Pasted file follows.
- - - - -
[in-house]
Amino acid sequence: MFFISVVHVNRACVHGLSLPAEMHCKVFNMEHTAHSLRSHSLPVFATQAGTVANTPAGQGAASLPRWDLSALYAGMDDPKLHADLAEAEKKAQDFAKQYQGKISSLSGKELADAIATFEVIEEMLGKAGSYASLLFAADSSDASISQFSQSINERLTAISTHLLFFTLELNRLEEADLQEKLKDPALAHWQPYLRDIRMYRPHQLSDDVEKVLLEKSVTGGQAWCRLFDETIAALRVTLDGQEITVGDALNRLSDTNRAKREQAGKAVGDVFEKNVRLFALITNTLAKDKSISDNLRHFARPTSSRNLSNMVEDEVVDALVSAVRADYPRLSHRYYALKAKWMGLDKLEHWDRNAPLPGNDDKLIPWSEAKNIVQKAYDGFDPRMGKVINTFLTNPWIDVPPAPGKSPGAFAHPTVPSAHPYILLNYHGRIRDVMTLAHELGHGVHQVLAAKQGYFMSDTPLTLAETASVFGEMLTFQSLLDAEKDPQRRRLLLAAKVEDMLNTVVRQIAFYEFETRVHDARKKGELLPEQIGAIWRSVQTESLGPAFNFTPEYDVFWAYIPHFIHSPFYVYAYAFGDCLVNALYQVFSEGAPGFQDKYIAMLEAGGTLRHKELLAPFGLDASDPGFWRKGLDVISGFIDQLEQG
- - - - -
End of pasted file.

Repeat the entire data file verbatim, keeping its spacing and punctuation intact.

[in-house]
Amino acid sequence: MFFISVVHVNRACVHGLSLPAEMHCKVFNMEHTAHSLRSHSLPVFATQAGTVANTPAGQGAASLPRWDLSALYAGMDDPKLHADLAEAEKKAQDFAKQYQGKISSLSGKELADAIATFEVIEEMLGKAGSYASLLFAADSSDASISQFSQSINERLTAISTHLLFFTLELNRLEEADLQEKLKDPALAHWQPYLRDIRMYRPHQLSDDVEKVLLEKSVTGGQAWCRLFDETIAALRVTLDGQEITVGDALNRLSDTNRAKREQAGKAVGDVFEKNVRLFALITNTLAKDKSISDNLRHFARPTSSRNLSNMVEDEVVDALVSAVRADYPRLSHRYYALKAKWMGLDKLEHWDRNAPLPGNDDKLIPWSEAKNIVQKAYDGFDPRMGKVINTFLTNPWIDVPPAPGKSPGAFAHPTVPSAHPYILLNYHGRIRDVMTLAHELGHGVHQVLAAKQGYFMSDTPLTLAETASVFGEMLTFQSLLDAEKDPQRRRLLLAAKVEDMLNTVVRQIAFYEFETRVHDARKKGELLPEQIGAIWRSVQTESLGPAFNFTPEYDVFWAYIPHFIHSPFYVYAYAFGDCLVNALYQVFSEGAPGFQDKYIAMLEAGGTLRHKELLAPFGLDASDPGFWRKGLDVISGFIDQLEQG